Unless you are allied with the sex workers rights movement, decriminalization and partial decriminalization may not mean much to you, though DECRIM is a hot topic!
Newly elect vice president Kamala Harris built a strong portion of her career on anti trafficking efforts, supporting what she has publicly called decriminalizaition and safety for sex workers. She actually supports what can best be deemed “partial”.
Is partial ‘decrim’ an actual solution or purely a problem?
Partial decriminalization also known as the Nordic Model is defined as a punitive process involving the arrest and conviction of those paying for sex without convicting the worker providing the service. This is defined as partial decriminalization, and a current example of this effort is the “Solicitation for Prostitution Registry”, a database now in effect as of 01 January 2021. Florida, for instance, has – as of January 25 – 77 men arrested for sexualized services, though it is unclear yet if they will be placed on the five year registry term.
In 2019 Sex Workers Outreach Project (SWOP) Behind Bars Alex Andrews was quoted in Filter Magazine discussing analysis conducted by the Florida Senate Committee on Community Affairs where a staff affirmed sex worker advocates’ fears: The Database “will collect and centralize information relating to those convicted of soliciting prostitution, regardless of whether the person subject to the solicitation is a victim of human trafficking or not.” She added: “What keeps me up at night is the amount of identifying information made publicly available on these registries.” For SWOP Behind Bars organizer Alex Andrews, the legislation is “mostly an anti-sex-work bill and [has] nothing to do with trafficking.” There is a concern that sex workers who group together to stay safer could be accused of trafficking and placed on the publicly available registry.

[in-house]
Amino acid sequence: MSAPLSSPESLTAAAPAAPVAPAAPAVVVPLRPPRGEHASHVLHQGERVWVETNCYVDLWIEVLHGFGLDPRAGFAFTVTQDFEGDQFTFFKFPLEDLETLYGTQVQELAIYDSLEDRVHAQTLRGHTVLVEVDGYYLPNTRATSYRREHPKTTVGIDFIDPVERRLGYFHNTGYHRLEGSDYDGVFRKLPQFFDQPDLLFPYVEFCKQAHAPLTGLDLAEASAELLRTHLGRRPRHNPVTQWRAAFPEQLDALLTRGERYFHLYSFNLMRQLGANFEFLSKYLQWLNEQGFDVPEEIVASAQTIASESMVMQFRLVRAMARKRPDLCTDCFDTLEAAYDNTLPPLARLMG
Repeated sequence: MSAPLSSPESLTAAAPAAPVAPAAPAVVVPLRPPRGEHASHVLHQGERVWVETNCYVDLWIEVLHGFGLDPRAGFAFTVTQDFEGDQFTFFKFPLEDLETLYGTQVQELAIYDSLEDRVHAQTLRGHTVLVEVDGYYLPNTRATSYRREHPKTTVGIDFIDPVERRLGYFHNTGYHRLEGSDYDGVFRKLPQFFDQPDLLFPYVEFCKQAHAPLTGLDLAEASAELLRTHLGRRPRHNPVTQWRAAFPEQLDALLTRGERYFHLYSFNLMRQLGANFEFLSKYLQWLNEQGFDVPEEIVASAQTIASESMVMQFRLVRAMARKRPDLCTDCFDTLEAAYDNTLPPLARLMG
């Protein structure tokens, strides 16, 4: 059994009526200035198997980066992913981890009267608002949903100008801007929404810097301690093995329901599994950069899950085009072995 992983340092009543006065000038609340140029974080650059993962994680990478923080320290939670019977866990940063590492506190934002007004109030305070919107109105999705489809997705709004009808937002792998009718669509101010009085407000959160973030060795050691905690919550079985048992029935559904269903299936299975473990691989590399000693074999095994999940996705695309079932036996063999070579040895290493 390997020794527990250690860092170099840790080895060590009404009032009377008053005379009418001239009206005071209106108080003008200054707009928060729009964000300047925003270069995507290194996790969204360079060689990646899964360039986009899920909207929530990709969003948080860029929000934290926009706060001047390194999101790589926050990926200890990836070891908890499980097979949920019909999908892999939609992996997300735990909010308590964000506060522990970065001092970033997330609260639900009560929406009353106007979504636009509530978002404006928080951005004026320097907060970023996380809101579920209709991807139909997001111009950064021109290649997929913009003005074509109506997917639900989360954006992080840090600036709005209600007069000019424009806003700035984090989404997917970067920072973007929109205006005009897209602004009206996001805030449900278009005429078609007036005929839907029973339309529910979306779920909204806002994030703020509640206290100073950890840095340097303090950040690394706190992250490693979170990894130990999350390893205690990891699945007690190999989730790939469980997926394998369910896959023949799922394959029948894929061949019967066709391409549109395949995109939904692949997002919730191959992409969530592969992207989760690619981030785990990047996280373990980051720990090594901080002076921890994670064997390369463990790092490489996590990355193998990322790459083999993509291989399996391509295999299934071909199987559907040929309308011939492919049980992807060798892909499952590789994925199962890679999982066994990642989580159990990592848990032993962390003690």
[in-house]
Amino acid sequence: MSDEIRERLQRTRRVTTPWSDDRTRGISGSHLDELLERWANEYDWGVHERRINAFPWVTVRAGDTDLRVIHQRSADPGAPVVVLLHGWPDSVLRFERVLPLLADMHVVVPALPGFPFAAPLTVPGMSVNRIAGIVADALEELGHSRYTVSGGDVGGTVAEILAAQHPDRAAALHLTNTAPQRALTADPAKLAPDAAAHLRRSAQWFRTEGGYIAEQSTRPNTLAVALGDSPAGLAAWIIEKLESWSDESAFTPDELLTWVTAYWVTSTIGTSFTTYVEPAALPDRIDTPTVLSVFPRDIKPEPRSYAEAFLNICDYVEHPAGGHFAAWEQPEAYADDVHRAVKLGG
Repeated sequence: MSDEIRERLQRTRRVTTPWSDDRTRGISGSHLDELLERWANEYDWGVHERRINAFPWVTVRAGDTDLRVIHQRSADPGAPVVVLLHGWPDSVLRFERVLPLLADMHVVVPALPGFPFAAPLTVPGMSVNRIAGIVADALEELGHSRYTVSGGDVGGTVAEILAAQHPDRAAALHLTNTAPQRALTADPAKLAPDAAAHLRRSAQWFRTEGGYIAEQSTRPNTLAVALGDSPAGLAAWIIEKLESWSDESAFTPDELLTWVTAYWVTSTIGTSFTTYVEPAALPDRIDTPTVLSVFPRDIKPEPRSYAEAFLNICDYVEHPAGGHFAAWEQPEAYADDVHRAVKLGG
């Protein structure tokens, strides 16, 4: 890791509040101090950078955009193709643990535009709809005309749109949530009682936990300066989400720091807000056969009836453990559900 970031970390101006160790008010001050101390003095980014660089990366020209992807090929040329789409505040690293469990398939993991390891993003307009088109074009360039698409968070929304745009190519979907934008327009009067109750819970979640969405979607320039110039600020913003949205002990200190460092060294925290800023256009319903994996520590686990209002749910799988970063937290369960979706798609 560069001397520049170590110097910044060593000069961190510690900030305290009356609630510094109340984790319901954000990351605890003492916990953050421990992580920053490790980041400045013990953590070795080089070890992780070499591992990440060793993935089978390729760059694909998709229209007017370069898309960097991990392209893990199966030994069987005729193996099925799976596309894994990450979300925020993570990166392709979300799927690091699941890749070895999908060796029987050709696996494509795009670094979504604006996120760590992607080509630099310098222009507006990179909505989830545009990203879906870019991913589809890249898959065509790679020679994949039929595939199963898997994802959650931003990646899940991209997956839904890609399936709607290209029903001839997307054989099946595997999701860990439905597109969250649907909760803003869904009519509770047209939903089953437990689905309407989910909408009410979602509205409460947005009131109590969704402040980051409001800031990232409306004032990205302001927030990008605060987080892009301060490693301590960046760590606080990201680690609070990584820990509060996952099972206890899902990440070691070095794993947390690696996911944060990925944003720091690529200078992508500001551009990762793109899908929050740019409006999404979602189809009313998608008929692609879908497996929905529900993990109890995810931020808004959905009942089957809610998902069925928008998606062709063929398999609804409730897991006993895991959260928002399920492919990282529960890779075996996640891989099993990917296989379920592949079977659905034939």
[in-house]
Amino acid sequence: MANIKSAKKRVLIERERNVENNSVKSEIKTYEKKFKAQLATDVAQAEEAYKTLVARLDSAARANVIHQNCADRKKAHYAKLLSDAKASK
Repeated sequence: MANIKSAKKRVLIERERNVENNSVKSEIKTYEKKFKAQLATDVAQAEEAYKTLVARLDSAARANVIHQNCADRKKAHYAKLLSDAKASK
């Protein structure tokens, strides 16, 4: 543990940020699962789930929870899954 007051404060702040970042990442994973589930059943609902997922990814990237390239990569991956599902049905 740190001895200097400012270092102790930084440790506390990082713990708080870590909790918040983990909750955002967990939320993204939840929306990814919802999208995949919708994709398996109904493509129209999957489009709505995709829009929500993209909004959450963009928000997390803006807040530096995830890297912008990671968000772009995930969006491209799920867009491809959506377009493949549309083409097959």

Lobbyist organizations such as Decriminalize Sex Work (DSW) leading in the unified outreach efforts oppose the Nordic model, favoring the sex workers’ rights centered New Zealand Prostitution Reform Act (PRA 2003). SWOP Behind Bars supports the collective styles of both the New Zealand model, and the 65,000 member strong Durbar Mahila Samanwaya Committee (Durbar), where the government acknowledged sex work collective has created their own community support systems, even starting their own micro-banking system. New Zealand despite abolitionist arguments on the PRA decision is Tier 1 Trafficking Victims Protection Act (TVPA) compliant.
Globally, sex worker advocates such as Canadian Triple X and NSWP oppose the Nordic model because of hurtful hidden language in the laws. Here in the United States, California’s Maxine Doogan of The ESPLER Project agrees. Especially since April 2018 implementation of The Stop Enabling Sex Traffickers Act (SESTA) and Allow States and Victims to Fight Online Sex Trafficking Act (FOSTA) voices from diverse comunities of men, women and transgender workers and actvists have been heard.
For individuals included in the database, SWOP Behind Bars is preparing to file a class action lawsuit to challenge the constitutionality of the law.